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Invasive species: What are we up against? Part 1

October 5, 2010
By Hilary Smith,

Have you read the headlines about emerald ash borer? Didymo? Spiny waterflea? Asian clam? These non-native pests, plants and aquatic invaders are on the move, and our forests, rivers and lakes are seemingly under an endless siege. With many species, it can be hard to keep track of every one as well as to keep the big picture in mind and the solutions in sight. Here is a snapshot of the top threats to the Adirondack region, and what is at stake.

If left unchecked, invasive forest pests will kill trees, reduce timber harvests and weaken the wood products industry. Every landowner should know these two non-natives: emerald ash borer and Asian longhorn beetle. Actually, it is the trees that they attack that one should know. Why? Because landowners are often the first detectors of dead or dying trees resulting from a forest pest infestation. And, if detected early enough, opportunities for eradication exist.

Emerald ash borer is in at least 15 states and two provinces. It is a small, green beetle from Asia no bigger than a penny that kills its host trees - green, white or black ash - in just a few years. Seven percent of the trees in New York state are ash. Though not yet detected in the Adirondacks, EAB is reported just north of the U.S.-Canadian border, to the west in the Finger Lakes and to the south in the Catskills.

Asian longhorn beetle, on the other hand, is in isolated infestations in only 4 states and has yet to be detected in New York north of Manhattan. The reality is, however, that ALB has the possibility of spreading across much of the country causing widespread damage to hardwood forests. Its primary food source is maples, birch, poplar and other hardwoods. Unlike EAB, ALB is not a strong flier, is in only a few locations and can be eradicated, if enough resources are invested in its control. Also, clamping down on the transport of infected firewood, the main pathway of long distance spread of these forest pests, will slow their spread.

What about terrestrial invasive plants? If left to spread, terrestrial plants clog drainages, obscure visibility along roadways, cause erosion, reduce tree regeneration, push out native plants and degrade habitat for wildlife. The main points of introduction of terrestrial invaders are ornamental plantings of invasive species, often by uninformed gardeners or landscapers, and roadside disturbance.

Which ones are on the move? Japanese knotweed plagues communities across the park with its thick stands and dense canopies, threatening to spread for miles along rivers and streams. Phragmites, or common reed grass, is increasing its numbers in wetlands, notably along state Route 3 from Tupper Lake west to the Park's edge. Surveys show epicenters of garlic mustard in the southwestern Adirondacks and throughout campgrounds in the region. In late summer, purple loosestrife signals its continued march along state Routes 30 and 73, I-87 and other right-of-ways and wetlands.

Newer on the scene is yellow iris, which unfortunately is growing in popularity as plantings in gardens and along shorelines. Another popular ornamental, Asiatic bittersweet, is creeping along the forest edge up the Northway. Swallow-wort is staking its claim along Lake Champlain. Infestations were known along the fringe of the northwestern border of the Park, but this year new reports surfaced in Willsboro and Ticonderoga.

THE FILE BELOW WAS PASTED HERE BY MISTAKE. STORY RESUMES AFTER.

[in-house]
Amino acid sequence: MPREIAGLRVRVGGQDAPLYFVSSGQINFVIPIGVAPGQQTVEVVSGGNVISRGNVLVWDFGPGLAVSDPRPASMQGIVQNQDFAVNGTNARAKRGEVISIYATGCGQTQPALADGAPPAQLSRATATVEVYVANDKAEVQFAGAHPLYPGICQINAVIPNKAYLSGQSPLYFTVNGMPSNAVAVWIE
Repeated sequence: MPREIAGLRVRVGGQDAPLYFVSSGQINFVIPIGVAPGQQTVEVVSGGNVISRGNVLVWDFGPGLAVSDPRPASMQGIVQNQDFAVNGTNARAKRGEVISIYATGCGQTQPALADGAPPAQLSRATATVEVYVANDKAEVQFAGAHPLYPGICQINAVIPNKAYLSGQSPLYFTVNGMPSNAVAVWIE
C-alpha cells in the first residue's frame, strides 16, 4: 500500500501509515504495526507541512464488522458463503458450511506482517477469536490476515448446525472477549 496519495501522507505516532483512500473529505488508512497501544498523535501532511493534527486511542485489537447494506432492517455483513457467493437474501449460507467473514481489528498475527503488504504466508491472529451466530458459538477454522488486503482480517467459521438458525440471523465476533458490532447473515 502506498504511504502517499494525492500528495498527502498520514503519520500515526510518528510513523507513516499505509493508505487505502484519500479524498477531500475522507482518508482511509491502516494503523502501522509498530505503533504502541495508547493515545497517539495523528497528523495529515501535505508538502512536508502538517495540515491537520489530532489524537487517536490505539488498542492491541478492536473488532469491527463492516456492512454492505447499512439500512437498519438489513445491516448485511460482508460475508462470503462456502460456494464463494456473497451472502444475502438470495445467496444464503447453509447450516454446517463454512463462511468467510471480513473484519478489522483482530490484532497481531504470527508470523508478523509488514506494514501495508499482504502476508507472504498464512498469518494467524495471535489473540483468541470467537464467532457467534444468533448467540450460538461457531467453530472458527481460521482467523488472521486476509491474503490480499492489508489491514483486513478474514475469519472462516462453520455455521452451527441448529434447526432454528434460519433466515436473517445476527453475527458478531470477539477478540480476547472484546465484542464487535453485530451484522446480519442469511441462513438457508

What's happening in the water? Fishing, boating, swimming, property values, water quality, water flows and native plants and fish - these are all at risk from aquatic invasives. At least 74 waters are invaded by one of eight aquatic invasive plants. The two most widespread species are Eurasian milfoil (in more than 50 waters) and variable leaf milfoil (in more than 20) but others such as water chestnut and curlyleaf pondweed should not be overlooked. Contaminated recreational watercraft and trailers are the main culprits here.

Non-plant invaders are dangers, too. These are largely introduced via bilge water, bait buckets or gear. Spiny waterflea is in four waters in the southern Adirondacks, and Asian clam came on the scene in August in Lake George. Zebra mussels remain in only two waters in the Park, Lake George and Lake Champlain. Another season passed with no didymo sightings in renowned Adirondack trout streams, like the Ausable River. And, luckily, the fish killing disease, VHS (viral hemorrhagic septicemia), was also kept at bay.

So, what does all of this mean? What should we do, now? Well, we have to know what we are up against in order to be able to fight it. And now we do know. And we are fighting it, but we need your help. Learn how in the next, and last, Eye on Invasives column of this season.


Eye on Invasives is a biweekly column that spotlights a top invader when it is easiest to identify. Hilary Smith directs the Adirondack Park Invasive Plant Program, a partnership program housed at the Adirondack Chapter of The Nature Conservancy in Keene Valley. Find out more about this award-winning program online at



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